The Williamston Roadhouse, located on 3700 E. Grand River Ave., featured Fox News on its TVs Tuesday night for patrons watching the presidential election coverage. Credit: Brian Goldsmith
Election night at the Williamston Roadhouse is a relaxing sight for people looking to wind down in the company of their peers, said Sammual L. Hitchcock, 30, a Leroy Township farmer. The Trump supporting-patrons are in high spirits on Tuesday night as they watch the presidential election coverage on Fox News. The restaurant is decorated in Trump-Pence 2020 banners and signs.
Watching the election coverage at the Williamston Roadhouse is a great place because the bar is located only a mile and a half from his house, said Hitchcock. “There’s great people here, we all get along, [and] we’re all hard-working people,” he said.
For decades, Michigan was a Democratic stronghold. George H.W. Bush won Michigan in 1988, and that was the last time a Republican won the state. That is until President Trump won much of the Midwest in 2016. He was able to make a new coalition of states like Michigan, Wisconsin, and Pennsylvania. To keep that coalition strong this time around, Trump is campaigning hard Michigan and other bue-collar Midwestern states.
Absentee voter putting his ballot in the Election Drop Box outside Lansing City Hall. Credit: Asya Lawrence
Because absentee ballots doubled compared to the 2016 presidential election, Ingham County’s counting board is critical to this election. This county board is made up of county residents who will process and account for each ballot.
Absent Voter Counting Board
An absent voter counting board or AVCB is a separate group of inspectors who process absentee ballots in designated locations with their own tabulators.
The AVCB handles large numbers of absentee ballots said Ingham County Clerk, Barb Byrum. She said changes have been made this year in terms of operating the counting boards.
Typically, absentee counting boards usually occur at the local level at the city and township clerk’s office; however, the Governor signed Public Act 95 of 2020 that allows for a consolidated county absentee counting board, said Byrum.
Need for an AVCB due to high volume of absentee ballots
Michiganders are choosing to avoid physically going to the polls and are voting via absentee ballot instead.
Michigan Secretary of State Jocelyn Benson recently announced that over 2.7 million voters have requested an absentee ballot. Compared to the 2016 presidential race, there has been a 145% increase in requests of mail-in ballots, according to The Detroit News.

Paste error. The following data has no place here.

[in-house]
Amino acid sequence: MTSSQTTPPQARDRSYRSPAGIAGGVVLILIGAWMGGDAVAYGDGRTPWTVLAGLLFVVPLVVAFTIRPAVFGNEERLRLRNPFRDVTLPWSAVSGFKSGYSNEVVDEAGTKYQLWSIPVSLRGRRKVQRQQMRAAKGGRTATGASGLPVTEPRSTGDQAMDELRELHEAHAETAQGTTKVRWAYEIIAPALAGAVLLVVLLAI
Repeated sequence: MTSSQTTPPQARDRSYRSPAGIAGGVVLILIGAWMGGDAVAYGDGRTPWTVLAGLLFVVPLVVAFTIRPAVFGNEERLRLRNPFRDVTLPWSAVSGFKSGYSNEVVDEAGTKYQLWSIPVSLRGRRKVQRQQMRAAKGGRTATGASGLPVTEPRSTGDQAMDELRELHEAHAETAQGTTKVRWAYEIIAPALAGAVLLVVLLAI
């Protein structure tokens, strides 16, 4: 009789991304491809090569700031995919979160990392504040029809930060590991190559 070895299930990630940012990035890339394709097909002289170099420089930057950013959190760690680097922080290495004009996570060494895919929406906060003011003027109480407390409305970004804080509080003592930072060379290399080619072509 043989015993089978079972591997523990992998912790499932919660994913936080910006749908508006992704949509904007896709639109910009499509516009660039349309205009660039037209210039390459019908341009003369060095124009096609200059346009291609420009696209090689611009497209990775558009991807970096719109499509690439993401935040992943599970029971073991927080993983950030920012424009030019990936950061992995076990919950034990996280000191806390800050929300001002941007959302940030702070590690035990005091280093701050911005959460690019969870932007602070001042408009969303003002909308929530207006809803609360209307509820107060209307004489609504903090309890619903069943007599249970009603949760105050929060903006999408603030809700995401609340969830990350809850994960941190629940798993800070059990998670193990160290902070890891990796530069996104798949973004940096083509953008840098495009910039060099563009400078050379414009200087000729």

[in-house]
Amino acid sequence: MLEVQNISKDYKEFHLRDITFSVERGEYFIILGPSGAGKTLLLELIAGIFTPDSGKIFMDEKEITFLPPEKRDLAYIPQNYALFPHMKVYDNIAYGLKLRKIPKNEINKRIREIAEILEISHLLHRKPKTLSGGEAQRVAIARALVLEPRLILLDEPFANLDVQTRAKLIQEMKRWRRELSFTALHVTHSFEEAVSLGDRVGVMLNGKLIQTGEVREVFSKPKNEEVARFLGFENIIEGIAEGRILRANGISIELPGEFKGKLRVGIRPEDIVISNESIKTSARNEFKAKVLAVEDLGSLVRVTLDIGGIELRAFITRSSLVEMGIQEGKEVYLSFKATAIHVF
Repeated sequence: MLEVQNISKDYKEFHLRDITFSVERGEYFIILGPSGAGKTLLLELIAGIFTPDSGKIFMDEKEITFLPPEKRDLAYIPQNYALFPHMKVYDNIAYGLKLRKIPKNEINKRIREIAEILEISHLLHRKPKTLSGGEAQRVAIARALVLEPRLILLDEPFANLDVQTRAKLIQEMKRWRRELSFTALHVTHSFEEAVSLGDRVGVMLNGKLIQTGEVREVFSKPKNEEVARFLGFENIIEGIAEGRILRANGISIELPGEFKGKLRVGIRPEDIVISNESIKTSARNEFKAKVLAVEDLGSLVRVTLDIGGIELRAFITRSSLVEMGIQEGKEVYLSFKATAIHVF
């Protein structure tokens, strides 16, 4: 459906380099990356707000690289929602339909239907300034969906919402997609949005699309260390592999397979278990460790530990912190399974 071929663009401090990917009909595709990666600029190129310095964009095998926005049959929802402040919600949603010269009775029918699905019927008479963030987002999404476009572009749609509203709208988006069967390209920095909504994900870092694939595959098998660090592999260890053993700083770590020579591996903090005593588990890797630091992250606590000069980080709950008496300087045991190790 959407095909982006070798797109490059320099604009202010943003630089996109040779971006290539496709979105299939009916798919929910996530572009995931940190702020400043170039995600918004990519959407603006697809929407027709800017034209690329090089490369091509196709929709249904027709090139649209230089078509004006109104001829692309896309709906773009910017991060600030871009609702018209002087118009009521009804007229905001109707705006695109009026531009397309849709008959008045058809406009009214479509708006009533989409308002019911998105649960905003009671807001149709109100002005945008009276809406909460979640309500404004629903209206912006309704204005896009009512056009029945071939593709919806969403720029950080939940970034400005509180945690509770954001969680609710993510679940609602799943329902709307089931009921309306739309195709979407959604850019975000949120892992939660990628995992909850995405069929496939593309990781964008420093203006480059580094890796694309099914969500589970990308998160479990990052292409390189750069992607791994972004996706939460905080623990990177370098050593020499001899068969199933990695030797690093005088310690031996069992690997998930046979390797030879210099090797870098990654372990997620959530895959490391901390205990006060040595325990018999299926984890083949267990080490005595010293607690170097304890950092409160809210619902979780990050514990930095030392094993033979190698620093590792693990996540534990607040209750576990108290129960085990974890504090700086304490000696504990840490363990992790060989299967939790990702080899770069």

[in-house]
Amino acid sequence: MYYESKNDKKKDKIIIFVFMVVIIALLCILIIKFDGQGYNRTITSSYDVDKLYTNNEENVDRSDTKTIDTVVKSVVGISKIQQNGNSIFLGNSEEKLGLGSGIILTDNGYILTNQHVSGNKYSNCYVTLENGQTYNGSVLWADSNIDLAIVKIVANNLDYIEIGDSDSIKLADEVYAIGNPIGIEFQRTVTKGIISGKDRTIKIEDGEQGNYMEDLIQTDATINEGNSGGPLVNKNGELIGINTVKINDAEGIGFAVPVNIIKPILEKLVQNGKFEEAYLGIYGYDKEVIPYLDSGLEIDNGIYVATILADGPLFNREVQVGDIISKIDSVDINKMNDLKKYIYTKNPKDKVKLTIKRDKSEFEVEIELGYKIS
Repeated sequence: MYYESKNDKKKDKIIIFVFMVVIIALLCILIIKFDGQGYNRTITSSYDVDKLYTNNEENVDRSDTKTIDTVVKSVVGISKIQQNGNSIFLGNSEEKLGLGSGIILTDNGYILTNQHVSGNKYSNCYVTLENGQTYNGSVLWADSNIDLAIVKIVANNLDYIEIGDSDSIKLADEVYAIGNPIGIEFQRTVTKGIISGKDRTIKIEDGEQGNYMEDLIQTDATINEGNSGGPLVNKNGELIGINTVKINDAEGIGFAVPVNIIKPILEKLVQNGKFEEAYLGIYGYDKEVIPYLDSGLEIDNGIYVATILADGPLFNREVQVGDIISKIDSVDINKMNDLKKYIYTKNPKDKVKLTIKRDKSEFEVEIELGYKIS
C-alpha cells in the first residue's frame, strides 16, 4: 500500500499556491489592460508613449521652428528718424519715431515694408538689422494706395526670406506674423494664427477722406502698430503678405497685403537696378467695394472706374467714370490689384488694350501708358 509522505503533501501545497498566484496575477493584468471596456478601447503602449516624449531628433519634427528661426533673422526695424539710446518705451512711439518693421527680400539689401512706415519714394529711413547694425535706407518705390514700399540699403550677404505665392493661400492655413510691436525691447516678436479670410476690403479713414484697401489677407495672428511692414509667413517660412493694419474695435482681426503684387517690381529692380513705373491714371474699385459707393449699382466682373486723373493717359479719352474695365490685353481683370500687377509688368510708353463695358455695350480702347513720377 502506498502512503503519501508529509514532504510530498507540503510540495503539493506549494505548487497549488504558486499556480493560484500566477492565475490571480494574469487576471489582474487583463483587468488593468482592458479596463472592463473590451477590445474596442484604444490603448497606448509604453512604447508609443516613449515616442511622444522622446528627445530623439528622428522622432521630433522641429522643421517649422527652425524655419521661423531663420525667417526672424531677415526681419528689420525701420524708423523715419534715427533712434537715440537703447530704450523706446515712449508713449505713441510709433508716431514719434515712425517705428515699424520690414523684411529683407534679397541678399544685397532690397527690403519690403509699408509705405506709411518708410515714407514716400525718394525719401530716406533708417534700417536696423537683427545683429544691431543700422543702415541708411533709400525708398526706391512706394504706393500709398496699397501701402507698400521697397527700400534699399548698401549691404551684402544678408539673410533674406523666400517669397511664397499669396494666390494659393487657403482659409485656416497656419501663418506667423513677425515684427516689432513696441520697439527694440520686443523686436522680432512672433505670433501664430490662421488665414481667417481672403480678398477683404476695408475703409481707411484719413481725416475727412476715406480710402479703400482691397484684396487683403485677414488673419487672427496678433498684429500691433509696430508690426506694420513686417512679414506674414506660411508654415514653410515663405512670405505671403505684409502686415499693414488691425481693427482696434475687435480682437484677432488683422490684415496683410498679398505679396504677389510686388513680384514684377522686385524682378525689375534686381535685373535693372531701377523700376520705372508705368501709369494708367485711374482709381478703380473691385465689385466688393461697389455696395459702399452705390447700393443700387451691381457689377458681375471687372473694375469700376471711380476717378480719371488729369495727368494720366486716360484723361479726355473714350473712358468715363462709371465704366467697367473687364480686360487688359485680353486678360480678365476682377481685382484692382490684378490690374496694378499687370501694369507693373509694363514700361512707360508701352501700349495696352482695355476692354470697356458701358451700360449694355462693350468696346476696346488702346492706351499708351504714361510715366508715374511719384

Clerk Byrum explained the county has received 60,771 absentee ballots.
It all started with letters inviting four presidential candidates to speak at Michigan State University: Hillary Clinton, Donald Trump, Gary Johnson and Jill Stein. The invitations, sent by The Associated Students of Michigan State University (ASMSU) on Oct. 5, met mixed opinions on social media. Facebook users took to the comments section to express their disapproval of the decision – particularly the invitation of Trump. Controversy grew when ASMSU began removing comments and blocking users, later restored, that criticized the Republican presidential candidate.
In the immediacy of procrastinated papers, 8 a.m. classes, dull reading assignments, and topped with grueling hours at work, politics can be among the first thing to slip the mind of a college student. Just one month is all that remains before the presidential elections will decide a new leader of the American people. Unregistered voters have an even shorter window, Oct. 11, to ensure that their voice can be heard on election day. “It’s easy to feel minuscule,” said Max Offerman, a freshman environmental economics and management major at MSU and first time voter.
With just over a month until voters head to the polls, some are tired of unregistered Americans not taking this year’s presidential election seriously. Mason Sitar, a chemical engineer at Michigan State University, said he understands some Millennials feeling disenchanted about the political process but said registering and voting is more important now than any other time. “The new policies that are going to be influenced heavily by our next president are going to affect us young people more than any other voting group,” said Sitar. “This is simply because we are going to have a longer time to live with those policies. This is why it is so important to have our voices heard.”
Although she called Democratic Nominee Hillary Clinton “very flawed,” Lauren Scott, a 22-year-old MSU communications grad, said she’s trying to convince her “Bernie or bust” friends to vote on Nov.
“I don’t like the way the elections are going right now,” said Peyton Holtcamp. Saying she isn’t fond of either candidate, Holtcamp described the 2016 election as a mess. “It’s between a nutcase and a nitwit. There is no winning this term,” she said. Holtcamp, 21, is not currently registered to vote, but plans on registering to vote for this year’s election.
As the presidential election draws nearer, not all potential voters are feeling the political fervor others may be feeling. One Michigan State University student doesn’t intend to even register to vote, given the nation’s current political discourse. “I don’t care much for this election,” said Ryan Riger, a psychology freshman at MSU. “It’s an unfortunate crapshoot for both parties.”
Riger is an 18-year-old Bloomfield Hills native, and 2016 will mark the first presidential election he is eligible to vote for, but he remains unregistered to vote. He explains that he has no intention on changing that, if both primary candidates Hillary Clinton and Donald Trump don’t change their current campaign paths.